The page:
Knowledge networks for a versatile countryside

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The dominant socio-technical regime for existing agrifood system in the U.S. is successful in terms of generating profits for the food system. Its large scale, tendency to monocultures, centralization and vertical integration has allowed it to externalize costs and concentrate profits and control. Yet a variety of social movements challenge the dominant socio-technical agrifood regime. In 2008, they are somewhat uneasily coalescing around the Good Food Movement. Social movements depend on framing processes, resource mobilization, and opportunity processes, which allow the emergence and success of a variety of Social Movement Organizations (SMOs) that work together in a variety of ways. By analyzing transitions processes in the U.S. in terms of the social movements that are engaged in the transition, the dynamic nature of those processes can best be understood. New social movement theories can inform this analysis. New social movement organizations are in contrast to the subject of social movement analysis prior to 1968: class struggle. New social movements, often based on identity that transcended economic interests, provide most of the social movement organizations (SMOs) that are part of the Good Food movement, which is attempting to change the socio-technical regime and transition to agrifood systems that are green, healthy, fair, affordable and local.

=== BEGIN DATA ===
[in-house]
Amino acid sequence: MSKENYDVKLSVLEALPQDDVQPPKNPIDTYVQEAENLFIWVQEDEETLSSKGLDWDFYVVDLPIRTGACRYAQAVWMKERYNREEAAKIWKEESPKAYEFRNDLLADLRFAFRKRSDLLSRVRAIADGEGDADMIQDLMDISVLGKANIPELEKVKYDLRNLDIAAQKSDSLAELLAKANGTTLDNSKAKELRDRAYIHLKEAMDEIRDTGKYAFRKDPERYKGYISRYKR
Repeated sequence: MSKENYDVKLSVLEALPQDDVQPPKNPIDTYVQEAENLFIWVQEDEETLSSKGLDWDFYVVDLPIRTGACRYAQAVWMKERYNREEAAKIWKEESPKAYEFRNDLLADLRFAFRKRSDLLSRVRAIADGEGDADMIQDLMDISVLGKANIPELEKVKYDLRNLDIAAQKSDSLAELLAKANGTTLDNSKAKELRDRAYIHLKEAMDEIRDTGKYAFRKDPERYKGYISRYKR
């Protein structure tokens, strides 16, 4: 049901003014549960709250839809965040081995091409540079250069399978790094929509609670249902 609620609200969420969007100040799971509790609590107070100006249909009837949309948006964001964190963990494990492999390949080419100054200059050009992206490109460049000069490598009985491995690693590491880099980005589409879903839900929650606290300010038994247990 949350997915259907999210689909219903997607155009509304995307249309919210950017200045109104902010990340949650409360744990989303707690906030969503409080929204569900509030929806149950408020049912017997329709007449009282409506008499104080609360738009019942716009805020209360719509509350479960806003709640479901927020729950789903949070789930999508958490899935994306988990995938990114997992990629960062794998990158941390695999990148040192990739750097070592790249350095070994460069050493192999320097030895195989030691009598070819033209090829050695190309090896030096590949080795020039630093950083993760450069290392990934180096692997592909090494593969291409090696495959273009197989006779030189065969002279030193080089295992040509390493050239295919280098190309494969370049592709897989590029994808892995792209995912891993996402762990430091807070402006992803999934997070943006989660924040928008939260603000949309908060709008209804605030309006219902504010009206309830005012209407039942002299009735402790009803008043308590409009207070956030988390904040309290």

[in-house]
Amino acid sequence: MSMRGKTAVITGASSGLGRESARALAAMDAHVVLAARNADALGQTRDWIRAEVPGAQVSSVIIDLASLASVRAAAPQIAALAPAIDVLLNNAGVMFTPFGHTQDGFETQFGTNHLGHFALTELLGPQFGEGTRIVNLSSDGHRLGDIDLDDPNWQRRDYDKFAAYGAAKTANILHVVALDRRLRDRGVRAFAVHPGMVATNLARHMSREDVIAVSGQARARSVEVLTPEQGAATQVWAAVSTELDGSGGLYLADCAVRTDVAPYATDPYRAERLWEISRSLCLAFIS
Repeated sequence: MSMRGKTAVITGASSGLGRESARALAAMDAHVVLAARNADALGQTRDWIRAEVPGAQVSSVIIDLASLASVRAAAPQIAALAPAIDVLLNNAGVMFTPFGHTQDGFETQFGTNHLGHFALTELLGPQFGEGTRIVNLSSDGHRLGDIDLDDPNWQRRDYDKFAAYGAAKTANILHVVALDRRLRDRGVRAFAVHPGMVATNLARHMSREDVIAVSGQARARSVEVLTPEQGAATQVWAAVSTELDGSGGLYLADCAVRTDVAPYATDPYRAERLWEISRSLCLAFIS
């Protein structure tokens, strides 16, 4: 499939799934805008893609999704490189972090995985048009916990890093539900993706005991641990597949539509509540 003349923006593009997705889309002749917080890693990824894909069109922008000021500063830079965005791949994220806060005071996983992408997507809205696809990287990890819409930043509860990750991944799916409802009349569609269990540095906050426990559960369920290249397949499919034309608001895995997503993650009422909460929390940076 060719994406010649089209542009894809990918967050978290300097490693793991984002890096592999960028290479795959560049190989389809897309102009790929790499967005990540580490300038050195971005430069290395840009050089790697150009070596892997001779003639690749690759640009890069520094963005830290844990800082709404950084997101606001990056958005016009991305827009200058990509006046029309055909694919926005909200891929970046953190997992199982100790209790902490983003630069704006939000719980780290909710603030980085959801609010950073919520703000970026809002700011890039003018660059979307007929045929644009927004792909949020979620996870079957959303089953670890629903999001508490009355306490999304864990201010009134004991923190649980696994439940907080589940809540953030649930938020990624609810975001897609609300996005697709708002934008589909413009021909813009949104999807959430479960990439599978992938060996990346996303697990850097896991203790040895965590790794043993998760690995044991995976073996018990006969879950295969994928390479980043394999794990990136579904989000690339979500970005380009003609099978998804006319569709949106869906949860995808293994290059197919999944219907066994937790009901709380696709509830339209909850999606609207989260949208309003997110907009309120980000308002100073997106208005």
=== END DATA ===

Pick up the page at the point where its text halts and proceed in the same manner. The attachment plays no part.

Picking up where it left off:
Food strategy, Social capital, Social movements, Agrifood systems, Social movements, Good food movement, Green, Ecosystem
Paper presented at the European Eemland Conference: Versatile Countryside, Eemlandhoeve, Bunschoten, The Netherlands, 22 October 2008